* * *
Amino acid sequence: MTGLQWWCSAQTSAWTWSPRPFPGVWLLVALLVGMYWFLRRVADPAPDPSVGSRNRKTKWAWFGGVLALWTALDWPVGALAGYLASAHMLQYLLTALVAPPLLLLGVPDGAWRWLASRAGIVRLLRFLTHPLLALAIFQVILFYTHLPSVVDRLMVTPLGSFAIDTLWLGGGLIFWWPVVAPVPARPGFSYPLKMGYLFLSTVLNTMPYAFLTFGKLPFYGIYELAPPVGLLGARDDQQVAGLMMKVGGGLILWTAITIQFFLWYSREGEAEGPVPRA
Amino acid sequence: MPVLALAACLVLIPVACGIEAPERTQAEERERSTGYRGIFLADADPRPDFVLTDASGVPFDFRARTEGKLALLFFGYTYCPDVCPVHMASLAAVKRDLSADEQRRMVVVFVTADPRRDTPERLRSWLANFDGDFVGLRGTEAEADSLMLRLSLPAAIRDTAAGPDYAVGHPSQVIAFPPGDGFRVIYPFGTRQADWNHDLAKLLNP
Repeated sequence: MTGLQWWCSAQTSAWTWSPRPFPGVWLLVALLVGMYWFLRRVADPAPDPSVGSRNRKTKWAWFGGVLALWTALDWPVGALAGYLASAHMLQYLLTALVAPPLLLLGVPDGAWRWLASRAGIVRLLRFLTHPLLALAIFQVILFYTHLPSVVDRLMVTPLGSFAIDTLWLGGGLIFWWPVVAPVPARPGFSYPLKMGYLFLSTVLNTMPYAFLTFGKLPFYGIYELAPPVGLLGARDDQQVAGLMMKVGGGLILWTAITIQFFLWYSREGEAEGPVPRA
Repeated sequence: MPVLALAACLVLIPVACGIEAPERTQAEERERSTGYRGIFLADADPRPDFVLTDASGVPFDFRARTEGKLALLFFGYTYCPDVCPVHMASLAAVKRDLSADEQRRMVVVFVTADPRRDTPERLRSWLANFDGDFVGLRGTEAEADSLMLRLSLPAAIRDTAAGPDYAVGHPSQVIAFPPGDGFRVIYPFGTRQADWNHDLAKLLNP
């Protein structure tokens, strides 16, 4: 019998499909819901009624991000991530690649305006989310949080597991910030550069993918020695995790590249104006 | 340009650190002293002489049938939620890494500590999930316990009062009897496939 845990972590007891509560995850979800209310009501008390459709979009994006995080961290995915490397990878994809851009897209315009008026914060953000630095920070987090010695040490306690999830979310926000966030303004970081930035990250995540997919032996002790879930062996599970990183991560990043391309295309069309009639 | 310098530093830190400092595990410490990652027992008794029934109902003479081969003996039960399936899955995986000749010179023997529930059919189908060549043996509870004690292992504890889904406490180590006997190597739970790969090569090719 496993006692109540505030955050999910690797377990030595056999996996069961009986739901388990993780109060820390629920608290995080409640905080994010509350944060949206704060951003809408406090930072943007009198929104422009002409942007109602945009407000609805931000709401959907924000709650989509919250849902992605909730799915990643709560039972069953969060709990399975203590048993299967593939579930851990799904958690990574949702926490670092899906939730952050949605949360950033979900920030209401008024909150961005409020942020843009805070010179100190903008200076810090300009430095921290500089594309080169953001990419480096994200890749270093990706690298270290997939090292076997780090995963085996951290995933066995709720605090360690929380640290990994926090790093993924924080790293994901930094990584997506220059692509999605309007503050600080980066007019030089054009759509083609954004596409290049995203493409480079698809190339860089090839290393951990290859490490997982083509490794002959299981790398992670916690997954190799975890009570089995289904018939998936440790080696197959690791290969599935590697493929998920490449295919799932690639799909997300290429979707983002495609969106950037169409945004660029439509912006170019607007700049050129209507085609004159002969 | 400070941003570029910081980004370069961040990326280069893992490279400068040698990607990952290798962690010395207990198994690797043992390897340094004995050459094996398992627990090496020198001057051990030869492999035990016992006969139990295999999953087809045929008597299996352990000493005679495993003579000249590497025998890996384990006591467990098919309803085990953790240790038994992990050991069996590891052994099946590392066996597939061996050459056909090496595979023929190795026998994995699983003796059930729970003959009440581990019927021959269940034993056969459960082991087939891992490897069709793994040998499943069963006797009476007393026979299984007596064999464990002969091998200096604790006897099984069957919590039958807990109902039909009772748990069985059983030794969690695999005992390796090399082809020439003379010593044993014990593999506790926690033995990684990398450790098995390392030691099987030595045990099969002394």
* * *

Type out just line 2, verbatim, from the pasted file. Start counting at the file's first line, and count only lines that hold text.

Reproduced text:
Amino acid sequence: MPVLALAACLVLIPVACGIEAPERTQAEERERSTGYRGIFLADADPRPDFVLTDASGVPFDFRARTEGKLALLFFGYTYCPDVCPVHMASLAAVKRDLSADEQRRMVVVFVTADPRRDTPERLRSWLANFDGDFVGLRGTEAEADSLMLRLSLPAAIRDTAAGPDYAVGHPSQVIAFPPGDGFRVIYPFGTRQADWNHDLAKLLNP